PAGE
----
Navajo man loses latest bid to delay execution

An execution date for Navajo citizen Lezmond Mitchell is scheduled for Aug. 26 at the Federal Correctional Complex in Terra Haute, Indiana, pictured here. (Photo by the Federal Bureau of Prisons)

The Associated Press

Lezmond Mitchell's attorneys sought a delay from the U.S. District Court in Arizona, where he was sentenced in the 2001 slayings of a fellow Navajo tribal member and hergranddaughter

Felicia Fonseca
Associated Press 

FLAGSTAFF, Ariz. — The only Native American on federal death row has lost a bid to push back his execution date.

Unless Lezmond Mitchell gets relief from another court or is granted clemency, he will be put to death on Aug. 26 at the federal prison in Indiana where he is being held.

Mitchell's attorneys sought a delay from the U.S. District Court in Arizona where he was sentenced in the 2001 slayings of a 63-year-old fellow Navajo tribal member and her 9-year-old granddaughter. They argued the execution must be performed under Arizona law.

Judge David Campbell said Thursday the attorneys didn't identify any procedures in Arizona statutes or criminal rules that conflict with the federal protocol when it comes to how Mitchell, who is 38, would die.

(Related: Navajo president asks Donald Trump to block tribal citizen’s execution)

"The court therefore concludes that the government's planned method of execution is not inconsistent with the salient provisions of Arizona law," Campbell wrote.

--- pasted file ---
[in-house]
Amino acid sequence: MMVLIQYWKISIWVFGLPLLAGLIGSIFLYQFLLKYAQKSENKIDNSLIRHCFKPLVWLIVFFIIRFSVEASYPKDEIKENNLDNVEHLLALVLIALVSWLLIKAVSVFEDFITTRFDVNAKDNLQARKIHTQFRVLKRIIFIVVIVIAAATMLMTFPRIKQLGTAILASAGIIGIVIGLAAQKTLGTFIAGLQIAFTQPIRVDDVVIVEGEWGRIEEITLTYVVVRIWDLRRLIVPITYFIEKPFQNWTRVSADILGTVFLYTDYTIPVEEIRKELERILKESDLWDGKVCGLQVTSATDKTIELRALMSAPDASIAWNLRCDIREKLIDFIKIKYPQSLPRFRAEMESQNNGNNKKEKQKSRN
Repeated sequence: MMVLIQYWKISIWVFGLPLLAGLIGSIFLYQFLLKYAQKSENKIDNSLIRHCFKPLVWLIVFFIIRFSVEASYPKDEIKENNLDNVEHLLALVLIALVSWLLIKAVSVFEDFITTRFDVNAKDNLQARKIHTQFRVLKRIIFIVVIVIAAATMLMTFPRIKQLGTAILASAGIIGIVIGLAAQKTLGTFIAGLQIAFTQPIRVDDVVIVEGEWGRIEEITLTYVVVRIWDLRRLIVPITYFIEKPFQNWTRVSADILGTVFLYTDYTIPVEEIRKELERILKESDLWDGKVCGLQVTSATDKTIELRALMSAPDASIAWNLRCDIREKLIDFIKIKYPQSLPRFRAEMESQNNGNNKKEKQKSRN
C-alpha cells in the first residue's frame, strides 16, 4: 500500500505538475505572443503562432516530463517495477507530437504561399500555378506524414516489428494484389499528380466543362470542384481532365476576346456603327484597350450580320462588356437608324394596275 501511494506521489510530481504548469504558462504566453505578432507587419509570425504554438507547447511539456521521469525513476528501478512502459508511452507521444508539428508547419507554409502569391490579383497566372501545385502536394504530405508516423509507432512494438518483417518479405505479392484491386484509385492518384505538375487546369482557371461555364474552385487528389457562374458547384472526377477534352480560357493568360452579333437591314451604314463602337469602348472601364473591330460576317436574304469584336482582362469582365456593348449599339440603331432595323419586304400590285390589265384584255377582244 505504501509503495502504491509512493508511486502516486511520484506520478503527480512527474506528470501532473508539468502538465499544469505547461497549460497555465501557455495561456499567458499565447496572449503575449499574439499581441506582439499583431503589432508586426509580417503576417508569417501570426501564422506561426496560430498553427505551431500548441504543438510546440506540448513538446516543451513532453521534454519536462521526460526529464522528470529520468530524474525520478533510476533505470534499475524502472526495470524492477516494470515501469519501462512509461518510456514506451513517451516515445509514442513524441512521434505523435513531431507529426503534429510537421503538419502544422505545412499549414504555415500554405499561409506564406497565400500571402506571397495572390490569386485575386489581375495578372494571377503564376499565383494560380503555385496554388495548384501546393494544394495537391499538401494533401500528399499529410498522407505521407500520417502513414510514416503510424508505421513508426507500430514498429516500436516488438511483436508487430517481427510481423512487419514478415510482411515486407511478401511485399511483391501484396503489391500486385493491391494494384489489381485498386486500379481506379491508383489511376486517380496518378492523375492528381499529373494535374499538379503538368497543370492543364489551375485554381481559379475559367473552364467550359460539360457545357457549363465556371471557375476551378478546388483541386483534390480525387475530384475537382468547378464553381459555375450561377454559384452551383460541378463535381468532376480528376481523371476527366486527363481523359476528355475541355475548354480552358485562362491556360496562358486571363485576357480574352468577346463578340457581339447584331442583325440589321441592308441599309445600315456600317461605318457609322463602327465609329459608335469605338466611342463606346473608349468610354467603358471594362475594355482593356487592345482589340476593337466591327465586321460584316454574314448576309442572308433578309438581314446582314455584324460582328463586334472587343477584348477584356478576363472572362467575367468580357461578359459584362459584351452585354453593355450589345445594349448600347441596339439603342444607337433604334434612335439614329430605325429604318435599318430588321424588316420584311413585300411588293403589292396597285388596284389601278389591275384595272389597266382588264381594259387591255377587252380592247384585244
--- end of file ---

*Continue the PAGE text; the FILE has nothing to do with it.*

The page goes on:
Campbell disagreed with the U.S. Justice Department that the requests from Mitchell to strike his execution warrant and delay capital punishment were untimely and that a federal law entrusts all details of executions to federal officers.

The Justice Department didn't respond to a request for comment Thursday.

Mitchell's attorneys filed a notice of appeal to the 9th Circuit U.S. Court of Appeals. That court granted him a reprieve from execution last year as he sought to interview jurors in his case about potential racial bias. The court ultimately ruled against him and declined to maintain a stay of execution. It's expected to expire next week.

Mitchell's attorneys plan to take that case to the U.S. Supreme Court. They also filed a petition for clemency, backed by the Navajo Nation and the tribe's longstanding opposition to putting its citizens to death.

Tribes have long been able to decide on capital punishment for a set of major crimes committed by Native Americans on tribal land. The Navajo Nation said no to executing Lezmond Mitchell, despite the grisly nature of the killings. Mitchell was sentenced to death on a charge of carjacking resulting in death — a crime that carries the possibility of a death sentence regardless of where it happens.

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